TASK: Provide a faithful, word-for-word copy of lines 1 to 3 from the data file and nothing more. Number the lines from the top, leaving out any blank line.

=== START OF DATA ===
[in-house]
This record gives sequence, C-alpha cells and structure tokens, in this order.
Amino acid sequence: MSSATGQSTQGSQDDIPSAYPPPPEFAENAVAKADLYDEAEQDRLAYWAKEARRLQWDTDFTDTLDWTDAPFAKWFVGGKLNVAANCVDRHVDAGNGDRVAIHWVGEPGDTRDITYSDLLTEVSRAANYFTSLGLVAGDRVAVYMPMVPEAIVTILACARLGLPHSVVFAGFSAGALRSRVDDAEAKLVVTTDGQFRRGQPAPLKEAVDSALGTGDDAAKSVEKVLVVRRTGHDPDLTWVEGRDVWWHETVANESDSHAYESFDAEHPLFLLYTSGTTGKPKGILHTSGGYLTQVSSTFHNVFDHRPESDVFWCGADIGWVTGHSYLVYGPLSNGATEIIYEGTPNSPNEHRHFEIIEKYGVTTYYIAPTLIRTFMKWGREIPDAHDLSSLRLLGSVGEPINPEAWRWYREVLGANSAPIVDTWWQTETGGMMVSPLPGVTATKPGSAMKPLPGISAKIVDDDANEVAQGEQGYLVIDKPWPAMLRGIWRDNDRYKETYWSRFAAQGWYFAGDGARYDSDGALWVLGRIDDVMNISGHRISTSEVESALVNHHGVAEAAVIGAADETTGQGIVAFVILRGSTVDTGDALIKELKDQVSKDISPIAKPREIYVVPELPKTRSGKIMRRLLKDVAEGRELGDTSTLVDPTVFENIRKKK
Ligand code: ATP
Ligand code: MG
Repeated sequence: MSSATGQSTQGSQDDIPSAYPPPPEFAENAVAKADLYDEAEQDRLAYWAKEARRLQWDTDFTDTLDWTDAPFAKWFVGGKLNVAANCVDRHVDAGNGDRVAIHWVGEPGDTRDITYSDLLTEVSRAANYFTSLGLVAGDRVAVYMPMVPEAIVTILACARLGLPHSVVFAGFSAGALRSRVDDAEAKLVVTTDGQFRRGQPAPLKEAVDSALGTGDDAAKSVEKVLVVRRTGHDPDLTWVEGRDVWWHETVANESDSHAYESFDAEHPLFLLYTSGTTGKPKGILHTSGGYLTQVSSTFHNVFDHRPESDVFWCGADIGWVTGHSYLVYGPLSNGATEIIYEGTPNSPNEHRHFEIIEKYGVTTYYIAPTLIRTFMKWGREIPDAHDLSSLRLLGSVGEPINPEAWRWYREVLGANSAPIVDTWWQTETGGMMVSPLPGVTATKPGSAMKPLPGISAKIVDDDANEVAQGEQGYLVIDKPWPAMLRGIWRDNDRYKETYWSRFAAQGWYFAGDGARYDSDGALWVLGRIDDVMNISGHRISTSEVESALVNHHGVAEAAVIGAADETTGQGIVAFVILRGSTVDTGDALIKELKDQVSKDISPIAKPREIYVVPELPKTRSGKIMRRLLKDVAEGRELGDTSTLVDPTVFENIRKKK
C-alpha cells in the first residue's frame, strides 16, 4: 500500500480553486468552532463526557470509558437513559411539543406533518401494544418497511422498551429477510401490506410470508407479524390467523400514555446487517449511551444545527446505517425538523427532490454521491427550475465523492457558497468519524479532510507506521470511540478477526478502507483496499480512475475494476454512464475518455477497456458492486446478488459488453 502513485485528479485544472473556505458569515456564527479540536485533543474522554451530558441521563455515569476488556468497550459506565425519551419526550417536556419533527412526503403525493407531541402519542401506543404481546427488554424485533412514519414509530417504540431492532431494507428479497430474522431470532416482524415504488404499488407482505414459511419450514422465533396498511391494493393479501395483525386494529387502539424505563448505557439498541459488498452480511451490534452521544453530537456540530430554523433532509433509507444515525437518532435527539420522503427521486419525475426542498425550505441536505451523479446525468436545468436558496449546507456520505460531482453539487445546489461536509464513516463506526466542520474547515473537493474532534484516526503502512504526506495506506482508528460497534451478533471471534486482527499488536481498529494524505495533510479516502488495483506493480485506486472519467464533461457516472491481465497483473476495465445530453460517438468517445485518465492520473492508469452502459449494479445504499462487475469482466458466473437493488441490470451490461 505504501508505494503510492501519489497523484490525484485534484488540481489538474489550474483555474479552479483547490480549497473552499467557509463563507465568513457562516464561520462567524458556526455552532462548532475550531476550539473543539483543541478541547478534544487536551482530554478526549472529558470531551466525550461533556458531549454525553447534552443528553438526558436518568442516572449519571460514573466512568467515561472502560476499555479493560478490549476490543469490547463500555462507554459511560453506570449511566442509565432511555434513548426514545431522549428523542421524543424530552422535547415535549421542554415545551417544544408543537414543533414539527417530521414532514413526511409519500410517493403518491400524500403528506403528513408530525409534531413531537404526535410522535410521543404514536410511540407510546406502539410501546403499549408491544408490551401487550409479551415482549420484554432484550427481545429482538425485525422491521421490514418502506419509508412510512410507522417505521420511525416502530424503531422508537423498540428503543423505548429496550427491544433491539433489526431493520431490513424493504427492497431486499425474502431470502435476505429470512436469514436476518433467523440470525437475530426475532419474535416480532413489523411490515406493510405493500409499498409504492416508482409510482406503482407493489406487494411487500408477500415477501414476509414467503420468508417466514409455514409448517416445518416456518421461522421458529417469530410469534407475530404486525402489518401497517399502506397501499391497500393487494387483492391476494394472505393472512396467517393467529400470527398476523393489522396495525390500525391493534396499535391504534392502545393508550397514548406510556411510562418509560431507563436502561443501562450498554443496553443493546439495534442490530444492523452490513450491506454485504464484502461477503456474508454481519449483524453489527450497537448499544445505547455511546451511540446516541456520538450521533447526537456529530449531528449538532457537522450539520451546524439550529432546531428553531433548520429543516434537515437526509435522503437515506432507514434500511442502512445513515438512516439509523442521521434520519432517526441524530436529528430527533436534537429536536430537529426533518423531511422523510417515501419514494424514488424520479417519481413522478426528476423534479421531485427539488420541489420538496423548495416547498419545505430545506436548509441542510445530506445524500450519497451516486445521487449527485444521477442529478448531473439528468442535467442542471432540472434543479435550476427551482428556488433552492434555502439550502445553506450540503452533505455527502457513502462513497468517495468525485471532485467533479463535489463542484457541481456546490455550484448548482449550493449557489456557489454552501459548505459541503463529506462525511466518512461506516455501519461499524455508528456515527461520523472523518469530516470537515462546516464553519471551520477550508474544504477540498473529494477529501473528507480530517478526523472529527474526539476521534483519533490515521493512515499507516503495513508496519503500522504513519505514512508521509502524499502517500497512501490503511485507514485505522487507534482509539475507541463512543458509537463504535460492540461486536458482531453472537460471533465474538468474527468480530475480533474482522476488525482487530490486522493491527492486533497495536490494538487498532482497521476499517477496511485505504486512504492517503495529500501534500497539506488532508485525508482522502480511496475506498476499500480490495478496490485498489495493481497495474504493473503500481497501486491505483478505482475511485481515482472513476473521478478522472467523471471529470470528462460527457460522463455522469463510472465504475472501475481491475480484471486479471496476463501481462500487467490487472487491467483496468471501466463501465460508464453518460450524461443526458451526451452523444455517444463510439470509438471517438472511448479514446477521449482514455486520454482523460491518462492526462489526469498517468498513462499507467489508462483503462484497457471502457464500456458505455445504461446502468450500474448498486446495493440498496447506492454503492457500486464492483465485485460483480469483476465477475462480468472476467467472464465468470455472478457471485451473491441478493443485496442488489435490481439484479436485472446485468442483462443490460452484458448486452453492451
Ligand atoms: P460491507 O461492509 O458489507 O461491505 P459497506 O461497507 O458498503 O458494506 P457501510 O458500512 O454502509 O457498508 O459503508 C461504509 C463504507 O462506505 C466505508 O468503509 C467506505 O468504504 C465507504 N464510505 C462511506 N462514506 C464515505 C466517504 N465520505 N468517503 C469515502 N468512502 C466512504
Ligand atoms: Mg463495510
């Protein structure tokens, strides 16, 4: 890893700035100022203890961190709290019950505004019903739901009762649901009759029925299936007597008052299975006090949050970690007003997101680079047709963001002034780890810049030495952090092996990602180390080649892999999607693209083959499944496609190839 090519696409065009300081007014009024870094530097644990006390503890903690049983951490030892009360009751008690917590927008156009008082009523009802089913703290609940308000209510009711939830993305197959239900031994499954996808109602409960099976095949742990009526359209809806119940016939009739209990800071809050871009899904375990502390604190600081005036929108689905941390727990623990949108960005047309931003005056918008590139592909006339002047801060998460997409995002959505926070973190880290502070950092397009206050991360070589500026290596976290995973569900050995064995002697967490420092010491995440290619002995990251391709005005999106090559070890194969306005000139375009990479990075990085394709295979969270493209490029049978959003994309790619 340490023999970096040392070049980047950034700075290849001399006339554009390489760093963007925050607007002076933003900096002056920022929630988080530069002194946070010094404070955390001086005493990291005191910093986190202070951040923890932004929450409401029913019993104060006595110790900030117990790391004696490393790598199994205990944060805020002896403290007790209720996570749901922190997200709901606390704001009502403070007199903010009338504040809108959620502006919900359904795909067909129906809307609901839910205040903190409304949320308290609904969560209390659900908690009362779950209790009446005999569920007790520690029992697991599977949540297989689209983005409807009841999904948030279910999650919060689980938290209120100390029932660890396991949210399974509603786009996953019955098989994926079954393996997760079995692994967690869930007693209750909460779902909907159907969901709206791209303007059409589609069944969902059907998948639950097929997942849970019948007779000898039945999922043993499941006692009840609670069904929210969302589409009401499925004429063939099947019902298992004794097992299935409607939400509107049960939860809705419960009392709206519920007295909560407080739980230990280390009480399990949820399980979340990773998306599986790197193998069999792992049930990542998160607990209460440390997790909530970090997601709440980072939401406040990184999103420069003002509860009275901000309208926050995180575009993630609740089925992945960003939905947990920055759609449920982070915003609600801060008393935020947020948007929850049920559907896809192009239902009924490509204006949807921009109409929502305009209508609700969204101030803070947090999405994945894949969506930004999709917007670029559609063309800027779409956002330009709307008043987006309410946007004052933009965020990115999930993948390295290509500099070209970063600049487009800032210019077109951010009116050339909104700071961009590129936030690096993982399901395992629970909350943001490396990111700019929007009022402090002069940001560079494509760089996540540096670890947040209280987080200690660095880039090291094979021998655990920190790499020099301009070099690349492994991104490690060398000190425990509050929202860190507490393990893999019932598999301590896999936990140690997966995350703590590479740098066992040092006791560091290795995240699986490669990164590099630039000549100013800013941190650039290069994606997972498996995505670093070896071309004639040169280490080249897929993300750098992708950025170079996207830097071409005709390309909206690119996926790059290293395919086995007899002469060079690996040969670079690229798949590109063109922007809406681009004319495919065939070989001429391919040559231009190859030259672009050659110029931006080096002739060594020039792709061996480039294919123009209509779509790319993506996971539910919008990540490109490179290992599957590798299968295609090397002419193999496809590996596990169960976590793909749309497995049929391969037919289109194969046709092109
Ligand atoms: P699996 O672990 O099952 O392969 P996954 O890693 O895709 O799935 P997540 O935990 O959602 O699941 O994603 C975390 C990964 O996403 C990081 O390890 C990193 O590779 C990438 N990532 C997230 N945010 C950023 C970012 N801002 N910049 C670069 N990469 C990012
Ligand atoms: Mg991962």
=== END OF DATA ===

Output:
[in-house]
This record gives sequence, C-alpha cells and structure tokens, in this order.
Amino acid sequence: MSSATGQSTQGSQDDIPSAYPPPPEFAENAVAKADLYDEAEQDRLAYWAKEARRLQWDTDFTDTLDWTDAPFAKWFVGGKLNVAANCVDRHVDAGNGDRVAIHWVGEPGDTRDITYSDLLTEVSRAANYFTSLGLVAGDRVAVYMPMVPEAIVTILACARLGLPHSVVFAGFSAGALRSRVDDAEAKLVVTTDGQFRRGQPAPLKEAVDSALGTGDDAAKSVEKVLVVRRTGHDPDLTWVEGRDVWWHETVANESDSHAYESFDAEHPLFLLYTSGTTGKPKGILHTSGGYLTQVSSTFHNVFDHRPESDVFWCGADIGWVTGHSYLVYGPLSNGATEIIYEGTPNSPNEHRHFEIIEKYGVTTYYIAPTLIRTFMKWGREIPDAHDLSSLRLLGSVGEPINPEAWRWYREVLGANSAPIVDTWWQTETGGMMVSPLPGVTATKPGSAMKPLPGISAKIVDDDANEVAQGEQGYLVIDKPWPAMLRGIWRDNDRYKETYWSRFAAQGWYFAGDGARYDSDGALWVLGRIDDVMNISGHRISTSEVESALVNHHGVAEAAVIGAADETTGQGIVAFVILRGSTVDTGDALIKELKDQVSKDISPIAKPREIYVVPELPKTRSGKIMRRLLKDVAEGRELGDTSTLVDPTVFENIRKKK